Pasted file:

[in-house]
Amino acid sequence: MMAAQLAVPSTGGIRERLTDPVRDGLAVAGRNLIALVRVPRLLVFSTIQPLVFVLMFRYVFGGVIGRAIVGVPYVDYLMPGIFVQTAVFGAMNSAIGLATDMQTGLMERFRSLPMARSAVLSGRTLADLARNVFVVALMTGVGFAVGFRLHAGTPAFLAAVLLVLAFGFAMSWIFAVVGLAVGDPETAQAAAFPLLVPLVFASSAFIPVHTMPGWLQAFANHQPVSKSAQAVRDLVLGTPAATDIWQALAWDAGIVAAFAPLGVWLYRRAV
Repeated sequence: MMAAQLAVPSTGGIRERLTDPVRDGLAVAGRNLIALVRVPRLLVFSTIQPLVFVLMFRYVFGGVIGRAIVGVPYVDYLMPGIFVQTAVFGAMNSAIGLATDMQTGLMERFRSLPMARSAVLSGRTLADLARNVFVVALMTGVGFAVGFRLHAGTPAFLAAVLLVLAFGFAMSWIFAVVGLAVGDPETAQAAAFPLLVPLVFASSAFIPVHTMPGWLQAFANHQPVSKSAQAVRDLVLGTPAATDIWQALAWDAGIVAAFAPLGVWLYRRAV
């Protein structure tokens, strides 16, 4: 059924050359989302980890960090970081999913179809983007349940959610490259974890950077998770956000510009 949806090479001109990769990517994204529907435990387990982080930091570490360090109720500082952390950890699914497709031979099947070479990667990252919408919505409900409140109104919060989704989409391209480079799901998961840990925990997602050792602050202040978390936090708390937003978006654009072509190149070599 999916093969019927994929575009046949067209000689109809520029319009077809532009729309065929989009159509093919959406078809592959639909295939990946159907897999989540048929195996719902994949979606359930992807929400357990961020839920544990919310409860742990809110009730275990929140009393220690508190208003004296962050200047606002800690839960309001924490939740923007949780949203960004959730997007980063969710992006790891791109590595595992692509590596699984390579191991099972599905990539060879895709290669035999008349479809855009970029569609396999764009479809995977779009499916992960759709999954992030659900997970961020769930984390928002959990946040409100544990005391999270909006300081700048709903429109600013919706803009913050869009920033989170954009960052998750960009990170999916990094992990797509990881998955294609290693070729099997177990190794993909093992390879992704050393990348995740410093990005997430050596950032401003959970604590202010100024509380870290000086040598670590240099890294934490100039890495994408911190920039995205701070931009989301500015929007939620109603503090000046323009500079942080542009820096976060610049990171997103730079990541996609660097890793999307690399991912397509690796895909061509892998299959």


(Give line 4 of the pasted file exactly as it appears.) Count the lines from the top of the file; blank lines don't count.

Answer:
């Protein structure tokens, strides 16, 4: 059924050359989302980890960090970081999913179809983007349940959610490259974890950077998770956000510009 949806090479001109990769990517994204529907435990387990982080930091570490360090109720500082952390950890699914497709031979099947070479990667990252919408919505409900409140109104919060989704989409391209480079799901998961840990925990997602050792602050202040978390936090708390937003978006654009072509190149070599 999916093969019927994929575009046949067209000689109809520029319009077809532009729309065929989009159509093919959406078809592959639909295939990946159907897999989540048929195996719902994949979606359930992807929400357990961020839920544990919310409860742990809110009730275990929140009393220690508190208003004296962050200047606002800690839960309001924490939740923007949780949203960004959730997007980063969710992006790891791109590595595992692509590596699984390579191991099972599905990539060879895709290669035999008349479809855009970029569609396999764009479809995977779009499916992960759709999954992030659900997970961020769930984390928002959990946040409100544990005391999270909006300081700048709903429109600013919706803009913050869009920033989170954009960052998750960009990170999916990094992990797509990881998955294609290693070729099997177990190794993909093992390879992704050393990348995740410093990005997430050596950032401003959970604590202010100024509380870290000086040598670590240099890294934490100039890495994408911190920039995205701070931009989301500015929007939620109603503090000046323009500079942080542009820096976060610049990171997103730079990541996609660097890793999307690399991912397509690796895909061509892998299959």